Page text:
MANILA, Philippines — Local pork supply is projected to fall short in the fourth quarter of the year due to the expected surge in demand during the holiday season, requiring importation of the commodity to ensure adequate supply and stable prices, an official of the Department of Agriculture (DA) said yesterday.
The agency is projecting a supply shortfall on local pork of up to 10 days, DA Assistant Secretary and spokesman Arnel de Mesa told journalists yesterday
“The supply situation can be addressed by importation during the last quarter when demand for pork is high,” De Mesa said.
“The shortage only covers local supply. That’s why there is a need to balance our local production with our need to import, especially with African swine fever (ASF) cases in the country,” he said.
De Mesa said that importation would keep the balance on our requirement, to ensure pork prices remain affordable.
Based on the DA’s monitoring in Metro Manila markets, pork shoulder or kasim retails at P260 to P330 per kilo and belly or liempo at P290 to P400 as of yesterday.
While ASF continues to be an issue in the local pork industry, the DA is looking into the possibility of price manipulation with current farmgate prices of pork at P170 to P200 per kilo.
Factoring the expenses and profit of traders and retailers of P50 to P70, retail prices should only be around P220 to P250 per kilo, De Mesa said.
“That’s what we’re looking into after rice. Why prices are too high in the market and if there are market abuses,” he said.
Imposing a suggested retail price will be recommended if investigation will show price manipulation in pork, the DA official said.
According to the DA, there are 98 barangays in 19 provinces with active cases of ASF, the latest of which is in Oriental Mindoro.
De Mesa said hog population in the entire Mindoro is around 70,000 to 80,000 heads, relatively small compared to the overall population of 10 million.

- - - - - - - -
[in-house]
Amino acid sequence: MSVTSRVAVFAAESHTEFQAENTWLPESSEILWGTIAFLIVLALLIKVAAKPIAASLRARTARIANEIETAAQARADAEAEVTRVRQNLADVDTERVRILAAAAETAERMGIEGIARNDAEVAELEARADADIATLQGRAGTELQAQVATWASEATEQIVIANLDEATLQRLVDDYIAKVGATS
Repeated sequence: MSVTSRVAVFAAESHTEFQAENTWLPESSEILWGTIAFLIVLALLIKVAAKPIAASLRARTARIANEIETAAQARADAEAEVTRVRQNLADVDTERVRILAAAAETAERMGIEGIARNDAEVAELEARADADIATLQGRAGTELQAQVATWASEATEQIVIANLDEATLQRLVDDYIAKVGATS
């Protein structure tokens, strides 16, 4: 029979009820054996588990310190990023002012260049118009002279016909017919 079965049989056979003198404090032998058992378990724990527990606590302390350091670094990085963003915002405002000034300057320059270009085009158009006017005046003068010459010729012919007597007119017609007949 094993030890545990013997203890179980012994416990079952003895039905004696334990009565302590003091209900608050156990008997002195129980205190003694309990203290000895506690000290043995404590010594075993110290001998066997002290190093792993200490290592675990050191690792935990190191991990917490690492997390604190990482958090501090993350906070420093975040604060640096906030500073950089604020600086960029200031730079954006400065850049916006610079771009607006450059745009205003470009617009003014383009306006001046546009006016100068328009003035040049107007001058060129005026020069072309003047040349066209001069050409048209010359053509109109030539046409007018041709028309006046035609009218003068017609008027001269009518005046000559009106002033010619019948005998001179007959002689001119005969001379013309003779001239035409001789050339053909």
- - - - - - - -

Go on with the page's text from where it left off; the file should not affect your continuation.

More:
“It’s not a major producing area. Nevertheless, we need to look at it because it’s an island province. We need to ensure their need for pork is met,” he said.
De Mesa said the government has five approaches in dealing with ASF – control in infected areas, prevention, information campaign, biosecurity measures and repopulation.
Farmers’ group Samahang Industriya ng Agrikultura (SINAG) condemned the push to import more pork when local producers continue to bear the costs of addressing the spread of ASF.
Local hog raisers are prepared and well-equipped to fight ASF and the problem lies with the lack of first border facilities, SINAG executive director Jayson Cainglet said in a statement.
“It will not matter if we impose the strictest movement protocols and bio-security measures for local hog raisers and in the transport of live hogs, but continue to have unlimited entry of untested imported pork at the port of first entry,” Cainglet said.
He said the country also has ample pork supply as evidenced by the huge volume of pork stocks in cold storages across the country, the large numbers of pork imports and the decline of farmgate prices of live hogs. – Romina Cabrera, Delon Porcalla